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Indio in Spanish is used to mean Indian, Indigene, and Hindu. Are all 3 meanings correct?

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"Indian" has multiple meanings in English, too... "Native American," "Indian" (one from India), or "Hindu" (broadly speaking--as most Hindus come from in or near India) – Flimzy Dec 13 '13 at 9:53

The word «indio» referes to someone of either the Eastern Indias or the Western Indias but is mostly currently referred for either an Indian national (someone from the Asian country called India or otherwise related to the Indian subcontinent) or someone ethnically related to the peoples who lived in the Americas before Columbus. I don't know of other parts of the Spanish-speaking world, but at least in Colombia «indio» is also pejorative for someone deemed to be less educated or from a lesser culture level (regardless of ethnical background).

The word «indígena» would roughly translate in English as native, aborigen or indigenous, so it could be applied to a Lapp (a Same) in Finland, a Australian aborigen, or to an indio in the Americas. It could also be extended to a white blonde German in Germany, although this meaning is rare. Correct but rare. In the Americas, many people say «indígena» instead of «indio» to avoid the other two meanings of «indio» (someone from India or the insult). As with any other ethnic related word, some people adopt it with pride and some people will feel offended.

The word «hindú» correctly applies to either someone from the Hindustani culture (Urdu/Hindi) or a follower of Hinduism. By extention, and to avoid the use of «indio» (to avoid confuntion to native Indians in the Americas or to avoid the pejorative meaning) it is also applied to the nationals of India. Most educated people will agree that «hindú» is incorrect when referring to just someone from India (unless related to Hindustani or Hinduism).

For avoiding confusion the word «hinduísta» will refer to a follower of Hinduism regardless of ethnic background or national affiliation.

Another related word is «amerindio» derived from «indio americano» wich refers to someone indigenous from the Americas, avoiding any confusion with «indio» and less incorrect than «indígena» when narrowing the meaning. Also, while some people bare proudly its name as «amerindio» other people takes it offensively.

So, in summary:


  1. A national from India or related to India
  2. Someone indigenous from the Americas
  3. [insult] someone with lesser culture level


  1. Indigenous, aborigen, native (belonging to an original peoples of a territory)
  2. narrowly: indigenous, aborige or native of the Americas.


  1. Someone related to the Hindustani (Urdu/Hindi) culture.
  2. Someone related to Hinduism
  3. by extension: a natural from India.
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Although the answer is perfectly correct it's important to asset that many people use the word "indio" on a familiar way to cover all previous meanings. – Bardo Dec 17 '13 at 13:48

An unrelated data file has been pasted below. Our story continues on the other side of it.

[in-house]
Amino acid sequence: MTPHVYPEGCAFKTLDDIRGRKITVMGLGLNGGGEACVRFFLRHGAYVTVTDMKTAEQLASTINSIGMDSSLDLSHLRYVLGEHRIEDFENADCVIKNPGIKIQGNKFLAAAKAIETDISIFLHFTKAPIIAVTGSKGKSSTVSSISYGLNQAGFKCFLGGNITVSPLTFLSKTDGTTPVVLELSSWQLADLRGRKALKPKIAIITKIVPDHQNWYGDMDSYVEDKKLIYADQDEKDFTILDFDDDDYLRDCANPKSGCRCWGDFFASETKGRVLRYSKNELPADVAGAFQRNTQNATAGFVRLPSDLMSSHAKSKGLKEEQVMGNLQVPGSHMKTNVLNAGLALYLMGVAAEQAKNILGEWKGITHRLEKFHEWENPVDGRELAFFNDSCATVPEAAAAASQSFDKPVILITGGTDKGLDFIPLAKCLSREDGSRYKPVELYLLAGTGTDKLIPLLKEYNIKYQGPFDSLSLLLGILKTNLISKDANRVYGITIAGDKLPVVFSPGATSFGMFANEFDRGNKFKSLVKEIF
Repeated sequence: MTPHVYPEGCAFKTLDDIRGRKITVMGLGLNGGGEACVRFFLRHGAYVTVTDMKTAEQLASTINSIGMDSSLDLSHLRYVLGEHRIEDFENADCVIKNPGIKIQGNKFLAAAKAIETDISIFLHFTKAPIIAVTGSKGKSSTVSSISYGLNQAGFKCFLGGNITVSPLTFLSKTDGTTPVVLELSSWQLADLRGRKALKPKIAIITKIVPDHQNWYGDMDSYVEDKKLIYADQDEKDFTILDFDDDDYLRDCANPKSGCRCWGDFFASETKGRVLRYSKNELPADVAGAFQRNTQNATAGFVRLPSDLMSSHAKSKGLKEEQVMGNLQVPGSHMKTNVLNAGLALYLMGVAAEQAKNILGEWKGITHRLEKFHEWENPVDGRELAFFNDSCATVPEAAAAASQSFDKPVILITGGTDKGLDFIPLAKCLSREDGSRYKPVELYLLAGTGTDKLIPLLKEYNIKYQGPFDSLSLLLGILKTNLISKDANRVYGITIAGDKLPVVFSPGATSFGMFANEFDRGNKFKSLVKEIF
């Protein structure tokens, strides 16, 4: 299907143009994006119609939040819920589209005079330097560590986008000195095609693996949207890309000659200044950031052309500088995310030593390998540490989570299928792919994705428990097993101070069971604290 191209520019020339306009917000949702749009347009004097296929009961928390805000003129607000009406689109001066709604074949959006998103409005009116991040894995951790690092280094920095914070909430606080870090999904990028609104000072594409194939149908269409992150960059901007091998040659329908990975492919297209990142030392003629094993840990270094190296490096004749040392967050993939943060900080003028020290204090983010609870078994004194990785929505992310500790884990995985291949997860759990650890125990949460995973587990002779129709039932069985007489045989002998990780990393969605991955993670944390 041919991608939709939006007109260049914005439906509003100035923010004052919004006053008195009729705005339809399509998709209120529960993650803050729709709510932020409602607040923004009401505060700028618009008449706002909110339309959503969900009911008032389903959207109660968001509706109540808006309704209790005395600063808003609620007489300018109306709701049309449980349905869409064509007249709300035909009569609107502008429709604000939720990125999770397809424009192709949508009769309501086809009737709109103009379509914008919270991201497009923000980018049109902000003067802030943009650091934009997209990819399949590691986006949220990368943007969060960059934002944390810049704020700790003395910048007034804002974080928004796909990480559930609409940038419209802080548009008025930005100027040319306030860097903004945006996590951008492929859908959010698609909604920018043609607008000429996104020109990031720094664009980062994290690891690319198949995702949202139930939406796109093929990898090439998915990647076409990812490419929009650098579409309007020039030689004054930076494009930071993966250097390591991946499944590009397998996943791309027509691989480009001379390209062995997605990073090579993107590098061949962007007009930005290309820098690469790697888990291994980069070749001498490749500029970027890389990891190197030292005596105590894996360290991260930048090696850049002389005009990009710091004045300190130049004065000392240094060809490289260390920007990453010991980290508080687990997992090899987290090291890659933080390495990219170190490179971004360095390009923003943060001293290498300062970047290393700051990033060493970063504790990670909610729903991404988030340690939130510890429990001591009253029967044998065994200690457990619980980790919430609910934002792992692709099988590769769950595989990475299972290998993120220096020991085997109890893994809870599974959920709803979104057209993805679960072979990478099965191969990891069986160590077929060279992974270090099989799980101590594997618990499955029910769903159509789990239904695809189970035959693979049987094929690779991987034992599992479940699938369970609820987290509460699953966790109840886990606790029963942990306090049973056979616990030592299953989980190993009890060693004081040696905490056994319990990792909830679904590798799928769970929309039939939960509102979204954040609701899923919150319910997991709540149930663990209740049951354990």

Not sure what all previous meanings are. I would find hard to find someone using «indio» to refer to a blond German in Germany or a white American converted to Hinduism. – Carlos Eugenio Thompson Pinzón Dec 17 '13 at 19:59
Agree, however, on a familiar way you'll find more people using indio than hindú to refer to a natural from India, although hindú would be correct expression – Bardo Dec 18 '13 at 7:20

Although Indio is used as a polysemic word used to talk about Indian, Indigene and Hindu, in Spanish we have different word for those three meanings

  • Indian --> Indio
  • Indigene --> Indígena
  • Hindu --> Hindú

That way, when you want to talk about one of those three, if ou say ust Indio asure to be ery specific in your context, so everyone can understand you're talking about an Indian 'Indio', Indigene 'Indio' or Hindu 'Indio'.

Using Indio for Indigene, sounds to me like some king of insult, and it is used sometimes in a pejorative way, always speaking about someone southamerican.

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Not complete: spanish "Indio" can mean both from America and from India. "Hindú" is a racial/religious reference where not all indians from India are included. Some may even take offense if you call them "Hindú". – Envite Dec 13 '13 at 10:25
Well, I often refer to those that follow hinduism as hinduists, that's how I difference them, not trying to be offensive, so probably is my way to understand it that makes me say that 'Hindú' is for 'Hindu', for me 'Hindú' is someone born or a citizen of India, and hinduist is someone that follows hinduism as a religion. – Amedio Dec 13 '13 at 11:04
Yes, but it is not only how you refer to them, but how them can feel when one refers to them. – Envite Dec 13 '13 at 11:15
Well I searched mroe about 'Hindú' in RAE, and the definition doesn't get peorative meaning, it refers to citizens and religious both. So maybe I was not so wrong, and you are the frist to tell me that, maybe I'll e-mail them for a clarification. – Amedio Dec 13 '13 at 11:46
Estando en una conversación con un colega, apareció el tema del significado delos términos Indio, Indígena e Hindú. Yo sabía que Indio puede ser usada de forma peyorativa, pero el insiste en que Hindú también es malsonante a oídos de un habitante de la India, ya que, según el, Hindú se refiere solamente a un grupo racial y religioso de ciudadanos de la India. En el diccionario no se trata Hindú con un uso peyorativo, o exclusivamente racial o religioso, sino que también se indica que sirve para denominar a un ciudadano procedente de la India. ¿Nos podríais sacar de dudas? Muchas gracias – Amedio Dec 13 '13 at 11:57

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